How to Ski in Heavy Snow and White Outs

Thu January 14, 2016 by Emma Cairns and Guy Ordway

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Guy Ordway is a seasoned ski instructor who set up Element Concept Ski School in Verbier alongside of Emma Cairns. Having skied in all conditions that mother nature has thrown his way, who better to share their thoughts on how to deal with the extremities that visitors have been experiencing in resort these past few weeks?….Ski In Luxury brings you the advice of the expert in his own words.

“After a barren Christmas and New Year winter has hit the alps with enthusiasm and we’ve seen snow falls on an unprecedented scale. Now, whilst this is amazing news it poses a pretty important question – how do we deal with the terrible visibility that comes when it’s dumping?

The irony is that we all pray for snow when we go on a luxury ski holiday, but we also all hope the actual process of snowing is over and done with by the time we step into our skis… After all, skiing in flat light isn’t easy and doesn’t seem much fun. But it’s not always a tough as it seems.


Stick To What You Know

When the going gets tough the temptation is to temporarily forget everything you normally do in a turn. You can find yourself trying out new and largely unpleasant movements to get down the hill – we lean back, try to use our upper body to swing us around, we usually become rigid and when we do turn we rush everything.

What we really need to do is take a deep breath and concentrate on all the movements we’re used to making. Just our normal skiing.

Start with the simple things and trying to take your time through the turn. I find it’s really important to have a familiar focus in every turn – pick something that will keep you centred and stop you sitting back or rushing the turn.

Maybe it’s to press on your big toes, feel for your shin in the boot, tense your core, or perhaps make a strong, distinct forward pole plant.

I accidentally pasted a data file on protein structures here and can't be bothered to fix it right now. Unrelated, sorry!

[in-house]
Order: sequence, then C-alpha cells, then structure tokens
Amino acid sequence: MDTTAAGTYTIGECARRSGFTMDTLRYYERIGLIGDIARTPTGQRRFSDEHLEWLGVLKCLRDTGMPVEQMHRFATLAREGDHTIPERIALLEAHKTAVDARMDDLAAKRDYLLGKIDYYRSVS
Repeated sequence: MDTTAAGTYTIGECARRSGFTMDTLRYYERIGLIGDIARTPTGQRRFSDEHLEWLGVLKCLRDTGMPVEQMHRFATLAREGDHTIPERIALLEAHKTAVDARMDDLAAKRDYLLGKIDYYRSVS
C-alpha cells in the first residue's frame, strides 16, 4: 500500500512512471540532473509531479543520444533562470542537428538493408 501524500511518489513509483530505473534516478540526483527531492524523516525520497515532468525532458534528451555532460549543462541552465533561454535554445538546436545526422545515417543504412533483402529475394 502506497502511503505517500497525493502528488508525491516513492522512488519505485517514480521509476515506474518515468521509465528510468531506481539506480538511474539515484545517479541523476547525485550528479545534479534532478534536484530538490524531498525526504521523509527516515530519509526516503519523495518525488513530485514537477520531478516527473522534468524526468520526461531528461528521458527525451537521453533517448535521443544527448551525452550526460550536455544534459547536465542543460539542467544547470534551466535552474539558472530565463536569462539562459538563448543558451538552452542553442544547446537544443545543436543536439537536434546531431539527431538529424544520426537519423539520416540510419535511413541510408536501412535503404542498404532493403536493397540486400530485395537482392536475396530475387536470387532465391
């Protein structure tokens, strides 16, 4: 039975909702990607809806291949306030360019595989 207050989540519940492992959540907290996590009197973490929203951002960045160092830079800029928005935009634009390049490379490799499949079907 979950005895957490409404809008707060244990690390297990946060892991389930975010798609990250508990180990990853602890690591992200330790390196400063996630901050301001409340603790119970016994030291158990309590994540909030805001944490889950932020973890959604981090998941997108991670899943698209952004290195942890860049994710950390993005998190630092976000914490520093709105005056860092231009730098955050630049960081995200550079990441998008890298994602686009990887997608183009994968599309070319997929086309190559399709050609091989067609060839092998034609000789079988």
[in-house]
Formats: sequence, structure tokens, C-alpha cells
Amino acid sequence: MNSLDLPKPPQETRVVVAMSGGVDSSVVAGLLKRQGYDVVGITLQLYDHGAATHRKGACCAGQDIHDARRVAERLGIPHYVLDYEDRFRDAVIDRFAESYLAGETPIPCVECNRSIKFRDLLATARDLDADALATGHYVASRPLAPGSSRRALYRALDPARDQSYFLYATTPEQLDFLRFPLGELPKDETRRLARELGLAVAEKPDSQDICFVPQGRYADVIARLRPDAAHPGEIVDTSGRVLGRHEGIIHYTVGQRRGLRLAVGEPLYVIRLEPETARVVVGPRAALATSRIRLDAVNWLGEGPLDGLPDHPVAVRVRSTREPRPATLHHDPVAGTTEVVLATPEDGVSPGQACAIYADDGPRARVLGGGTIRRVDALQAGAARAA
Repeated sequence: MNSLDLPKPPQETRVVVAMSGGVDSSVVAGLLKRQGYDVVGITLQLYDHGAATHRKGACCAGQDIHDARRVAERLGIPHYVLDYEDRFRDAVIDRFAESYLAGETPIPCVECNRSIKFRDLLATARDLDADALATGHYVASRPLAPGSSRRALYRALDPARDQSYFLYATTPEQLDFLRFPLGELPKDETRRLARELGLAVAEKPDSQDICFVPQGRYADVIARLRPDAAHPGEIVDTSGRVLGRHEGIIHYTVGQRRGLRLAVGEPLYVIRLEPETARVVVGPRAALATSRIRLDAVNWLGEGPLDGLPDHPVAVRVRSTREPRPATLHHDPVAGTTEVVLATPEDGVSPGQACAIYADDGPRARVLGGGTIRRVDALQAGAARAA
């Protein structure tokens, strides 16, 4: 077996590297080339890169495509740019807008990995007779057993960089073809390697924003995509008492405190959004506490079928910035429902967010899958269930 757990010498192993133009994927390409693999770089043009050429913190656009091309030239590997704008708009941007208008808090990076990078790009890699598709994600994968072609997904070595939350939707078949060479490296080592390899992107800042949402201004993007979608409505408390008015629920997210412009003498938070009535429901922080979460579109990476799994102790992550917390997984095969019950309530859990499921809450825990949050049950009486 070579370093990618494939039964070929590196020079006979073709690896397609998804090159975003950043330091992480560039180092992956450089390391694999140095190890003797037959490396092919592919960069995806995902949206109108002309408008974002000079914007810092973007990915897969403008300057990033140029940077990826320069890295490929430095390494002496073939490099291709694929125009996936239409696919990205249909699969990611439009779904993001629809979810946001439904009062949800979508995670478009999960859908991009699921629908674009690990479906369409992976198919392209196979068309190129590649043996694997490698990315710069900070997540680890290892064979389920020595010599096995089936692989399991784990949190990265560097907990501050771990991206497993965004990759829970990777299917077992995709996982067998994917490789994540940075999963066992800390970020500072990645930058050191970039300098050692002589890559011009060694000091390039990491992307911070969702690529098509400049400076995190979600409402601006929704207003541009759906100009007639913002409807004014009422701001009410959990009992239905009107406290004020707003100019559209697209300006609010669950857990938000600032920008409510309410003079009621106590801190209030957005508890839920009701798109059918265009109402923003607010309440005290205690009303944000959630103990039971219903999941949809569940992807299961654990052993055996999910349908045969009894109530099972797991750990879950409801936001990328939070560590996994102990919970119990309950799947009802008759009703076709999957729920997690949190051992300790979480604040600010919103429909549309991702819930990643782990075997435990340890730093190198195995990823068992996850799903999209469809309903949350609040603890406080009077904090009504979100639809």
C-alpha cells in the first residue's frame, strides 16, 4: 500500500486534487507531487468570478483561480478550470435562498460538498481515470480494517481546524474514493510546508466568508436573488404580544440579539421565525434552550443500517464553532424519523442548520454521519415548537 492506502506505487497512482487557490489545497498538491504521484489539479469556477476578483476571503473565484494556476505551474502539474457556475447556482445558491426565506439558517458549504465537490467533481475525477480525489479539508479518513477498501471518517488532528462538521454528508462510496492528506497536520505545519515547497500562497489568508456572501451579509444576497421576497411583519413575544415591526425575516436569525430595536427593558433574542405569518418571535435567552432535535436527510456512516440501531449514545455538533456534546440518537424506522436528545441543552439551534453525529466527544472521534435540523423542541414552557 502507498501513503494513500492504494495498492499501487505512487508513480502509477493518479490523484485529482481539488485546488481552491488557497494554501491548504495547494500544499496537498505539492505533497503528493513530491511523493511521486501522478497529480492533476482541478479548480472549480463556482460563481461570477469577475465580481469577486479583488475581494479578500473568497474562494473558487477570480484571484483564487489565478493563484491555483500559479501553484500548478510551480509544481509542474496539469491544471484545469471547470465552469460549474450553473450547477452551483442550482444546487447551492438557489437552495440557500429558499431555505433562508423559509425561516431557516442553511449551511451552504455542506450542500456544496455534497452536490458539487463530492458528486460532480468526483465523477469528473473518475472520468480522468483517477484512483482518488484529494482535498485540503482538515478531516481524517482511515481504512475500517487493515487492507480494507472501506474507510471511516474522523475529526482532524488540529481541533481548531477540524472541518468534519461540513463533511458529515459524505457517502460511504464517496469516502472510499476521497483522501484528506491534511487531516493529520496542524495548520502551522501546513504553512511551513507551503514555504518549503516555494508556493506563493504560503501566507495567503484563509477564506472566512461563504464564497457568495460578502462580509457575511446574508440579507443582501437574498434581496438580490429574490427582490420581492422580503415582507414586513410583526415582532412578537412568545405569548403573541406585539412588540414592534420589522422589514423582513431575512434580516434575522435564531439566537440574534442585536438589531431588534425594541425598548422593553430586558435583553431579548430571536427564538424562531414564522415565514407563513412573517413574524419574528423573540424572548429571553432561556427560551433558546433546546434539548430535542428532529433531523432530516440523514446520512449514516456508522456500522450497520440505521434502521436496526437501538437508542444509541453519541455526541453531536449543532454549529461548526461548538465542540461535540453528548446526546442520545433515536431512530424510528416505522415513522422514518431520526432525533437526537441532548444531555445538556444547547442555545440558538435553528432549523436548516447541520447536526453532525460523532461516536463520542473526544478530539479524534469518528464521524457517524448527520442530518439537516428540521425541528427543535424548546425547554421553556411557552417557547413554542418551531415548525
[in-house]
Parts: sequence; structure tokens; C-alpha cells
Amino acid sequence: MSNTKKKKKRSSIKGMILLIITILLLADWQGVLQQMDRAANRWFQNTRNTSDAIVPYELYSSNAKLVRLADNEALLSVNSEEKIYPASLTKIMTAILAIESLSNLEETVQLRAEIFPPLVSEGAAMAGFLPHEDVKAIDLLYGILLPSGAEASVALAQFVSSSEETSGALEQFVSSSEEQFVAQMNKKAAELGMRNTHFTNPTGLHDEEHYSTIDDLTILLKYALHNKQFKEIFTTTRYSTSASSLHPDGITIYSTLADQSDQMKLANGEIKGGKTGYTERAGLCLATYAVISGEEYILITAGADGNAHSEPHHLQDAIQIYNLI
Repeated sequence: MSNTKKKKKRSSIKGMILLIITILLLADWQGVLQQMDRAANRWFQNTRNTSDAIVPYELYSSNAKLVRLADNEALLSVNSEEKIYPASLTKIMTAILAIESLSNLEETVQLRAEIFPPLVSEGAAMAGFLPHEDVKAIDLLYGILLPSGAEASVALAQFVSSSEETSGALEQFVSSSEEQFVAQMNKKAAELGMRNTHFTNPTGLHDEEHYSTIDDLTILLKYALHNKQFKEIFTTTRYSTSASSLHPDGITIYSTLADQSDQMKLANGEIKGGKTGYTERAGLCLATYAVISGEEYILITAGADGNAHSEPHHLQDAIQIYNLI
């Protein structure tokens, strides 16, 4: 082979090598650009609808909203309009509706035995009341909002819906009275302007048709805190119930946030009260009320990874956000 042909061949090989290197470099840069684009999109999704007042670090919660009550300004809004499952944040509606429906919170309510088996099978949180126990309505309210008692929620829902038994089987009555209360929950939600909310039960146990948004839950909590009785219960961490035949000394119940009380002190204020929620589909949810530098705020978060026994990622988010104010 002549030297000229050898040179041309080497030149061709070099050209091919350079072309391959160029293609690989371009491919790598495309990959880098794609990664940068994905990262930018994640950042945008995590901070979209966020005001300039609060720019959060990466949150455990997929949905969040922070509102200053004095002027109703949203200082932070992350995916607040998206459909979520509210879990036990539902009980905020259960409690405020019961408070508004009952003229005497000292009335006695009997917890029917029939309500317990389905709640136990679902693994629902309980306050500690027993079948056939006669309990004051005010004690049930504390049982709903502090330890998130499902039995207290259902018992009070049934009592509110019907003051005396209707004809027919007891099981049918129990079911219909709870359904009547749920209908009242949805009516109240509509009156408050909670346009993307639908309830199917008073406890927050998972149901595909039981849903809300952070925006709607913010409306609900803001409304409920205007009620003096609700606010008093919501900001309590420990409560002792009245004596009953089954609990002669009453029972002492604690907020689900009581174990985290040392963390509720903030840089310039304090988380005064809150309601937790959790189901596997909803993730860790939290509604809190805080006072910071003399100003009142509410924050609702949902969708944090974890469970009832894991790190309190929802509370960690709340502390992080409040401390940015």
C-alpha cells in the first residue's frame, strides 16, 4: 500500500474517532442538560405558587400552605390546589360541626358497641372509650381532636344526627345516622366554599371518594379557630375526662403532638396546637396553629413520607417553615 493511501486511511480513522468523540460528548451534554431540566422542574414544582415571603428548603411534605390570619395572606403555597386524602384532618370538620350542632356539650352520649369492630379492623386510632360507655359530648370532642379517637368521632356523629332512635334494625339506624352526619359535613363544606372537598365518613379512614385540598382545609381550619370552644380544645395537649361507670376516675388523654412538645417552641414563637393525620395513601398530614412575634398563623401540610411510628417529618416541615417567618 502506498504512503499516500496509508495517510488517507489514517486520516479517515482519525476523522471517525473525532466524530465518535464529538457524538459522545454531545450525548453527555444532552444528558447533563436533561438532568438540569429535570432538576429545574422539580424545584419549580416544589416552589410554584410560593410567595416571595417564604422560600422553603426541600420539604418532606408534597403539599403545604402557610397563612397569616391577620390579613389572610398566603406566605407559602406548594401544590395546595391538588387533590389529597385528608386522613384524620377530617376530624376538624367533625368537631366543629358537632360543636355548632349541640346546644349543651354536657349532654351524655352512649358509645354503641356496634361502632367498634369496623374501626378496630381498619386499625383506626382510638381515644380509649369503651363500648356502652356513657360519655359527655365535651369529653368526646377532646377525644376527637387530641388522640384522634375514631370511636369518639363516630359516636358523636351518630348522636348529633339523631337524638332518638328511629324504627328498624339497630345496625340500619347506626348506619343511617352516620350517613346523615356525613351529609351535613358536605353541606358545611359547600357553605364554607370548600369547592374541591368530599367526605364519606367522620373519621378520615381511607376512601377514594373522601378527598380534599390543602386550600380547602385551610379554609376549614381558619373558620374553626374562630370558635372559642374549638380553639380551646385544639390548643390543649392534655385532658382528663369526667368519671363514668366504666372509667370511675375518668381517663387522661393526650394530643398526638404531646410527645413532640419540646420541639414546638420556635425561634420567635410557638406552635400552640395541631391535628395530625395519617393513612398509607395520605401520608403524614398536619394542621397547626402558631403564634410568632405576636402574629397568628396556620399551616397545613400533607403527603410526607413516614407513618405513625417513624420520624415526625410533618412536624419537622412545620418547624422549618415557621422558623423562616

Just keep it simple and keep focused on what you know.


Stay Strong And “Ready”

Bad weather really underlines what you’ve heard ski instructors telling you for years – a strong, centred body position is the secret. The fabled “ready” position.

When the sun’s out and the pistes are corduroy you can get away without it. But when the clouds come in your best friends are a strong core and a pair of flexed legs.

You legs are your suspension, they can bail you out when you hit unexpected bumps (or stretch out when the ground seems to drop away with little-or-no warning). Your core helps keep your upper body stable, centred and disciplined.

When you allow yourself to get off-centre – almost always in the “backseat” with your centre of mass over or behind the heels – you can’t react to unseen changes in terrain. They just throw you upward and backwards (and massively increase your risk of embarrassment and/or injury).


Don’t Forget To Cheat

Yes, when your technique is under pressure and you’re starting to doubt your ability to ever find resort again, it’s time to just cheat.

For a start when the light goes flat some of the best indicators of the pitch of the slope are other skiers. Let people overtake and find all those hidden bumps for you…

It’s also useful to simply stay below the treeline. A white-out refracts all the light falling on the snow – effectively lighting it perfectly from every angle, hence no shadows and no depth perception.

Trees (and rocks, buildings, lift pylons and even other skiers) block that light allowing shadows to form – and our brains are wired to use these clues to judge speed, slope and terrain. Piste markers are great too, they instantly tell you the gradient and width of the slope – plus if you’ve accidentally strayed onto a black.


Believe In Yourself

When all is said and done, the only person who can get you down any slope is you – all the encouragement in the world doesn’t change the fact that you are the one in control.

So stay positive, don’t listen to the little voice that says “you can’t do this”. Because if you listen carefully there’s another little voice in your head telling you to have faith in yourself.

It’s also quite often the little voice that knows where après ski is. So pay attention, it’s the most important voice you can listen to!…”


Element Concept also run Ski Performance Clinics, Women’s Off-Piste Camps and Ski Instructor Training through the season. Check their ski school website or alternatively email Emma for further information.

Obviously first class ski instruction goes hand in hand with first class chalets in Verbier. If you are seeking a luxury chalet in Verbier we feature over 80 properties of differing budgets and offering a range of facilities and covering a variety of tastes. Get in touch with our team of luxury ski experts to discuss your plans further on +44 1202 203650.


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